Education Links to the Future Economy

Many students are leaving school without the necessary tools, education and experiences to help them succeed in life.

The disconnection is largely because current educational approaches do not emphasize how education directly ties to economic value; for the most part students can’t see the link between what they are learning in the classroom to skills needed for the workforce or to run a business.

The focus in many classrooms is largely on math, language arts, science, etc. The problem arises when you ask students how what they are learning in the classroom will support their job, businesses or the economy as a whole because these aspects are missing from the classroom instruction. Students often fail to see why school is important and how to apply knowledge; inevitably some students fail to see the relevance of the school and they lose their motivation to learn or drop out altogether. The problem is compounded because teachers are required to cover the core subjects noted above and they possess little knowledge about our economic system, capitalism. The overall concern has broader implications because the US is falling grossly behind other countries that have begun the process of connecting educational outcomes to skills needed in the global marketplace.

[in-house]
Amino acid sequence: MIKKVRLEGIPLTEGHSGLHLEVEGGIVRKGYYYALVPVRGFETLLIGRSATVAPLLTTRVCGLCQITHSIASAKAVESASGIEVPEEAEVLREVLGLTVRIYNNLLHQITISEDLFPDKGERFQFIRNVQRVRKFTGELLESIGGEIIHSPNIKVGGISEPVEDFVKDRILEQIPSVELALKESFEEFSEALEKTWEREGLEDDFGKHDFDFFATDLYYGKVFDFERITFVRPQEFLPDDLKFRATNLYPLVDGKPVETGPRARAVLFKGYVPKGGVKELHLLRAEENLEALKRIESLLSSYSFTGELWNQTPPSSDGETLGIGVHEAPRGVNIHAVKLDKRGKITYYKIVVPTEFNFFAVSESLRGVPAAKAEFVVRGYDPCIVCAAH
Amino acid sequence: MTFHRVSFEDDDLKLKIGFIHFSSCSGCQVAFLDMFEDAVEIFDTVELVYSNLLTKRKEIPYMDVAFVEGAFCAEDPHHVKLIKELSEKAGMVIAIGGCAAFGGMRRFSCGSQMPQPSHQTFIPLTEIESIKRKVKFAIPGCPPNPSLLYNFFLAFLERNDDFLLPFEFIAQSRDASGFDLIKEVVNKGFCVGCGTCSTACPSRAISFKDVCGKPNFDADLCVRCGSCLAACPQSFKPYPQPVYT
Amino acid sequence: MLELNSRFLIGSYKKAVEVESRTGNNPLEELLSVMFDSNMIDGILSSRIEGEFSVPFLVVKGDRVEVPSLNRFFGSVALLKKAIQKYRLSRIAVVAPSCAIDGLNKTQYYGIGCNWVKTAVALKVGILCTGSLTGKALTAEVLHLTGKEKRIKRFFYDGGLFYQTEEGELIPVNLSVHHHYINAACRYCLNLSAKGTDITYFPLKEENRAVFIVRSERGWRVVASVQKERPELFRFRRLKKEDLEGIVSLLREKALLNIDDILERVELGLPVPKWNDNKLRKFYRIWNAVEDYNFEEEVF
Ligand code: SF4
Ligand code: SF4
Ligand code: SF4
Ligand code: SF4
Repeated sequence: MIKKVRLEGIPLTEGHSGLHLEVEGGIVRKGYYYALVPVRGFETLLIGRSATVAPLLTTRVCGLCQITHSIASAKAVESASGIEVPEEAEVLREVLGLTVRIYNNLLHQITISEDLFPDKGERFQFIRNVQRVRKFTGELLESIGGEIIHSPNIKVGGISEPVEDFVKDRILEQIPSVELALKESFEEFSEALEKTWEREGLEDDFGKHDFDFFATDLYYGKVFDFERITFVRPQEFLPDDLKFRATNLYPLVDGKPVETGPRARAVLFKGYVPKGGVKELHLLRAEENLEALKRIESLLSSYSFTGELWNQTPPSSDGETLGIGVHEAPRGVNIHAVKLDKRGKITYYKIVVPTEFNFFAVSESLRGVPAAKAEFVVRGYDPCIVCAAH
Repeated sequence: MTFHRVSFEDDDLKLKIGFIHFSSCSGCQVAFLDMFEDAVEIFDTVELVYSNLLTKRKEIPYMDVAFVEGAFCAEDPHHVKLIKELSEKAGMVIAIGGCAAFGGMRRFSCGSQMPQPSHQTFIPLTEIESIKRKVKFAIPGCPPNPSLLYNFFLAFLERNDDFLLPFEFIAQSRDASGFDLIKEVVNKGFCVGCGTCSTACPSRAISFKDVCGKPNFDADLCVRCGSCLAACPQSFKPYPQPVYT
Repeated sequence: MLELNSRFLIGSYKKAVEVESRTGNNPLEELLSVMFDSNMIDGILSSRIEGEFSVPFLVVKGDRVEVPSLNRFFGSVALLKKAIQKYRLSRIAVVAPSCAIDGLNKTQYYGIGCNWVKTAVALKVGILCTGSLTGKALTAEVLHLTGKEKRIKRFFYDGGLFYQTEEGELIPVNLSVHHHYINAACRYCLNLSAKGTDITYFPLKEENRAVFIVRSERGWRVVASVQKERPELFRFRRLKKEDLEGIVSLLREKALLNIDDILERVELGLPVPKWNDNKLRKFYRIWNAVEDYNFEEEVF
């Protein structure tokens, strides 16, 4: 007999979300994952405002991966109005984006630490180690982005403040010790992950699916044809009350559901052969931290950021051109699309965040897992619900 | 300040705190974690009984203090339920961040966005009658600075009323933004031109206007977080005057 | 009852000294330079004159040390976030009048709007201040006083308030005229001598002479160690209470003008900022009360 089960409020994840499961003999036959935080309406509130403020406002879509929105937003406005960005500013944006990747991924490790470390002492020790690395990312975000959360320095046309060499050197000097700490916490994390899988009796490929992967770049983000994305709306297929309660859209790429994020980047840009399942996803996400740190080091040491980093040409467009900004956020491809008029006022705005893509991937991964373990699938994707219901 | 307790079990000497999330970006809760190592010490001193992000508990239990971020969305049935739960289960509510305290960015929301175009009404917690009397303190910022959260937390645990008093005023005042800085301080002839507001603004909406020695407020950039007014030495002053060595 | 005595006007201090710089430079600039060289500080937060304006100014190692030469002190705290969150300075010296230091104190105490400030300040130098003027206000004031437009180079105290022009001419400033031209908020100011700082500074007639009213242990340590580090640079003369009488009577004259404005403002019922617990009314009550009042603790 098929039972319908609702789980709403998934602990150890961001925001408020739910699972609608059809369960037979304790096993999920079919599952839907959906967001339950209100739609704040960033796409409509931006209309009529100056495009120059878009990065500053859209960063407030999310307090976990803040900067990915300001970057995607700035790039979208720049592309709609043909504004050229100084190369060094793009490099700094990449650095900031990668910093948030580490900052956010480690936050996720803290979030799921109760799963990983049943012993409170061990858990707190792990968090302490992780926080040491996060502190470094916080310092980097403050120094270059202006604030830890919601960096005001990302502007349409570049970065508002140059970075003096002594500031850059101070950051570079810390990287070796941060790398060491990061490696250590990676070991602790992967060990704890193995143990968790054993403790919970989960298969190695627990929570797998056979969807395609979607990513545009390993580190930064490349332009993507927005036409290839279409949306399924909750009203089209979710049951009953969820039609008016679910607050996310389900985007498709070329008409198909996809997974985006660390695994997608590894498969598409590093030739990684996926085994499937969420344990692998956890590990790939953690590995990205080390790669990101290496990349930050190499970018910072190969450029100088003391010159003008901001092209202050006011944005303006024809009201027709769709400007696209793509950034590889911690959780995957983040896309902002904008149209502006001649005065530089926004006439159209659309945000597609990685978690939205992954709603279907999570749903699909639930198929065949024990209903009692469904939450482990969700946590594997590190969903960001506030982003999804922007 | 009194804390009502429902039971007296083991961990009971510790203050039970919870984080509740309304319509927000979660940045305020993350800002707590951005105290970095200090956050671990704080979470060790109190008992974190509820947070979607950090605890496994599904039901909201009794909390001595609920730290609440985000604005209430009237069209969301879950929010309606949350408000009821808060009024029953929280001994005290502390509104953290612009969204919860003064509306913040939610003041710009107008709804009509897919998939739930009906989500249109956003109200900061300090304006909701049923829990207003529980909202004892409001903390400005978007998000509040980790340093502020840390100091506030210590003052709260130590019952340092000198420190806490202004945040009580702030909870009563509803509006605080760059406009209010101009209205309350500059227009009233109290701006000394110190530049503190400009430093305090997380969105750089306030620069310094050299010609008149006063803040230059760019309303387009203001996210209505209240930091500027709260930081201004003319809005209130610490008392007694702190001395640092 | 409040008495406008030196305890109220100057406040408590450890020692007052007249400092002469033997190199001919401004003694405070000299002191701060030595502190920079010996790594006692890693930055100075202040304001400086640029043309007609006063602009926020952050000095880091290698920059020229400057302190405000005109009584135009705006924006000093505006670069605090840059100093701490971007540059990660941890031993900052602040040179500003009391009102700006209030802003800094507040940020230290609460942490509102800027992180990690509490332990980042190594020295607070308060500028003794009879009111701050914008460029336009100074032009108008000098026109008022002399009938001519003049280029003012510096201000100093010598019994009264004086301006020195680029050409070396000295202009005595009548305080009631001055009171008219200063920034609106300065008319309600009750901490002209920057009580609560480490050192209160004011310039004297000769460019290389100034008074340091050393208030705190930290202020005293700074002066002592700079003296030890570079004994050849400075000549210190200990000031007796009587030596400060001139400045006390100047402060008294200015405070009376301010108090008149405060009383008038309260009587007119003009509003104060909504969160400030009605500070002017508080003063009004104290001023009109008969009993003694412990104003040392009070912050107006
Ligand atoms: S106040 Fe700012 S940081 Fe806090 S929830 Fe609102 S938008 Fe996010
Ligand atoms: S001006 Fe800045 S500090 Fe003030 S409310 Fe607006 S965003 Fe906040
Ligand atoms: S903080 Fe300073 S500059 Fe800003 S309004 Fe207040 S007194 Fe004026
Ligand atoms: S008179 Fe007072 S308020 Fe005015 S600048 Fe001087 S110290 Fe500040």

As we look to strengthening our future schools and economy, I think we have to go even further by being intentional in Linking Education to the Future Economy with a multi-level approach. The strategies should:

  • Increase teaching on capitalism and entrepreneurship as a core subject or electives in all schools (as early as the 6th grade)
  • Implement applied learning to reinforce the connection between classroom-based instruction to real-world application that simulate or model the future economy; this will make the lessons both relevant and engaging for students. Students will also develop real businesses that address their current economic needs.
  • Increase the focus on student achievement and how we compare nationally and internationally since we are in a global marketplace.
  • Improve linkages between our educational outcomes to future job markets and business models (entrepreneurship and economic growth industries).

The above recommendations are based upon research I conducted as the Director of the Institute for Social Entrepreneurship. The research resulted in a Social Entrepreneurship based curriculum that provides teachers and students with education, experiences and knowledge on how to succeed in school and life.

If we fail to make the Education Links to the Future Economy, students across the board will continue to leave school. If we make the investments, students see more clearly how important education is and they will also have the tools and knowledge to be successful in life.

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